Sometime you find gold in a coal mine. I always look for cameras at second hand stores. I had visited this particular store several times. All the cameras are piled on a metal shelf. I'll dig through them one by one, but most are broken. Shutter hangs, aperture blades are stuck or the camera is just beat up.
At the bottom of the pile I saw it.
Isn't it a beauty? Canon AE-1 with a 50 1.4 lens. Even the battery is fairly new. Several cameras had price tags and they were extremely over priced. So, I put it back on the shelf. To be more specific I put it two shelves higher and a little further back then several other items. You know you do the same thing.
I wasn't sure. Do I really need this? Film processing and scanning can be expensive. I walked away and continued looking through the store with my family.
The next day I swing back by with my son just to ask the price and take a look again. I quietly walk back to the area and start looking the camera over. Again I open the back and watch the shutter curtain. Sounds great and appears to work without fault. It just feels so solid.
I walk the camera up to the desk and ask the prices. I put the camera on the desk as to say, " how much for this old piece of junk". I've watched plenty of shows and I know how to bargain . . . kinda. He responds with a price. I return with, " would you take?". The store attendant said sure. Done deal!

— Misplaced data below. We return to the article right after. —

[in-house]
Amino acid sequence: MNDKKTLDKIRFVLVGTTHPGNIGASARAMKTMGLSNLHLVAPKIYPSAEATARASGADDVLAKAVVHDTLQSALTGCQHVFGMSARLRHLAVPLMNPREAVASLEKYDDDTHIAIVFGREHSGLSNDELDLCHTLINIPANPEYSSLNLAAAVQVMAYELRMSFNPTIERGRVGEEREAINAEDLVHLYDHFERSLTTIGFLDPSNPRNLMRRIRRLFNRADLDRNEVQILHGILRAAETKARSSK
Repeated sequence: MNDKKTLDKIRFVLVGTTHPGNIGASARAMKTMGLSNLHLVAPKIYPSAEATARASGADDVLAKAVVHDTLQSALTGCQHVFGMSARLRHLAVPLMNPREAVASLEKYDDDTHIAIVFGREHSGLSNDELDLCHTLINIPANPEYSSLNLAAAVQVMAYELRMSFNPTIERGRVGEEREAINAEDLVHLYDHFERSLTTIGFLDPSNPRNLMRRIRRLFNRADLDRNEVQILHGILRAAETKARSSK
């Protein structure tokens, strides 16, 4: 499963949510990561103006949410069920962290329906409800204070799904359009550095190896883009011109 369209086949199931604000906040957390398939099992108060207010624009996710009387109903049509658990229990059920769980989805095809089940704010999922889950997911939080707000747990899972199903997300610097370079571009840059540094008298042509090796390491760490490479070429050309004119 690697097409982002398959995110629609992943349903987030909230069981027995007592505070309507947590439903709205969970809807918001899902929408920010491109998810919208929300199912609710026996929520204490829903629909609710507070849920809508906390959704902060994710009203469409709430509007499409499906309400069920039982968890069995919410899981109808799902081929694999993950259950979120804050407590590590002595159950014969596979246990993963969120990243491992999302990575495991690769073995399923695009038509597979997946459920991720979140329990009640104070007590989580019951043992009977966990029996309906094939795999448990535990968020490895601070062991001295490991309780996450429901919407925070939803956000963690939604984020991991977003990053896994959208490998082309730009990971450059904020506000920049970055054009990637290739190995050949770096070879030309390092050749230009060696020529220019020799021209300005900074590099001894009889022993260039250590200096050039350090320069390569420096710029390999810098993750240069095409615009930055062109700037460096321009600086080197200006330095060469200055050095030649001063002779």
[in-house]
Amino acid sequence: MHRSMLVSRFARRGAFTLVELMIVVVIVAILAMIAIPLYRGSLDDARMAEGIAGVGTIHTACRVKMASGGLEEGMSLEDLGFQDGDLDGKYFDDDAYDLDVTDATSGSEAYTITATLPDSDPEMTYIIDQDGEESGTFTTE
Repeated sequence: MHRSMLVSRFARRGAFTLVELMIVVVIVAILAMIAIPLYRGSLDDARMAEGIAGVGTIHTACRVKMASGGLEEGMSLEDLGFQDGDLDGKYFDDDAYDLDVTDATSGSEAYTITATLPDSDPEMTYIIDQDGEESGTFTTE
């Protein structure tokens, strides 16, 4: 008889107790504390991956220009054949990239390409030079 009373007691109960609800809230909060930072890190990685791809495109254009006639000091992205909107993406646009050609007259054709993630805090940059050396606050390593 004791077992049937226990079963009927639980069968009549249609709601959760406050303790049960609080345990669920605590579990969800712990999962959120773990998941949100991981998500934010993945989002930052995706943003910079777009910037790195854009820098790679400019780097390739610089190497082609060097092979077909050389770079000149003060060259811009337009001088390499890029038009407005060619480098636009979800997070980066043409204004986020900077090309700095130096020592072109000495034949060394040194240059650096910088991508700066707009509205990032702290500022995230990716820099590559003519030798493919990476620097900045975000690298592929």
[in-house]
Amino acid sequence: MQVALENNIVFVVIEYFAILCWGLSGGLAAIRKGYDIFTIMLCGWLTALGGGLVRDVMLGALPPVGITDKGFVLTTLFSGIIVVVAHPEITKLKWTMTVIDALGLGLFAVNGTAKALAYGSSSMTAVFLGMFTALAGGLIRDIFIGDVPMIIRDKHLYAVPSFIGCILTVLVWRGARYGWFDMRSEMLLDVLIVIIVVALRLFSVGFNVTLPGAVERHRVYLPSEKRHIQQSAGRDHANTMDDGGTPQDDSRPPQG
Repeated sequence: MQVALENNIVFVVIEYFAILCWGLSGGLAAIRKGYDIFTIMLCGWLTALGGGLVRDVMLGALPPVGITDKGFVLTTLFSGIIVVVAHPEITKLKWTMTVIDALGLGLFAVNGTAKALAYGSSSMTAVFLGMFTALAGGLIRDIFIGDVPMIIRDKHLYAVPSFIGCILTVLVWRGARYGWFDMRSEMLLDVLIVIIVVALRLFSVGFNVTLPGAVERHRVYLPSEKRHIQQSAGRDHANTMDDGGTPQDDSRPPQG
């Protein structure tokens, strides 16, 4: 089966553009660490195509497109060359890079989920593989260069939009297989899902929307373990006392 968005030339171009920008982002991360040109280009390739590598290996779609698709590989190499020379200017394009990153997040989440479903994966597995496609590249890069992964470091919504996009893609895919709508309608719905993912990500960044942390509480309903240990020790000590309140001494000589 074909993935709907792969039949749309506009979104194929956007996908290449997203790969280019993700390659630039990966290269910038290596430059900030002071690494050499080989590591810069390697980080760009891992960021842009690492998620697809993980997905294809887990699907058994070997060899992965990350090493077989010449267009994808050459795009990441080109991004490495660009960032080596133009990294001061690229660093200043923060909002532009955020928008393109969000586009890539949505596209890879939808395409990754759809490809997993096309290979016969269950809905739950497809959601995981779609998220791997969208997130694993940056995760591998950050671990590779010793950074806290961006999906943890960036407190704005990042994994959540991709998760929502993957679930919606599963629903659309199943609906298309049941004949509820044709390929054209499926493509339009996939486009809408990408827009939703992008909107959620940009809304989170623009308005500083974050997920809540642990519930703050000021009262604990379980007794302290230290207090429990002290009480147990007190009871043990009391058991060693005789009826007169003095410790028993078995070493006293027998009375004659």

It was several weeks before I finished the first roll of film. It was a roll of Fuji 200 speed color film. Nothing special, but enough to make sure the camera is good to go. The meter in this camera is straight forward. You set the shutter speed and the meter shows the correct aperture. It's a center weighted meter with this camera. I also set the film speed around 2/3 of a stop slower. This allowed me to push the exposure in camera and use the meter.
I had Indie Film Lab in Montgomery, Alabama develop and scan the film. A friend of mine Todd Helzer recommended this company.Over all I'm extremely happy with the camera. It will have many more rolls of film to expose in the future.
Here are a few examples: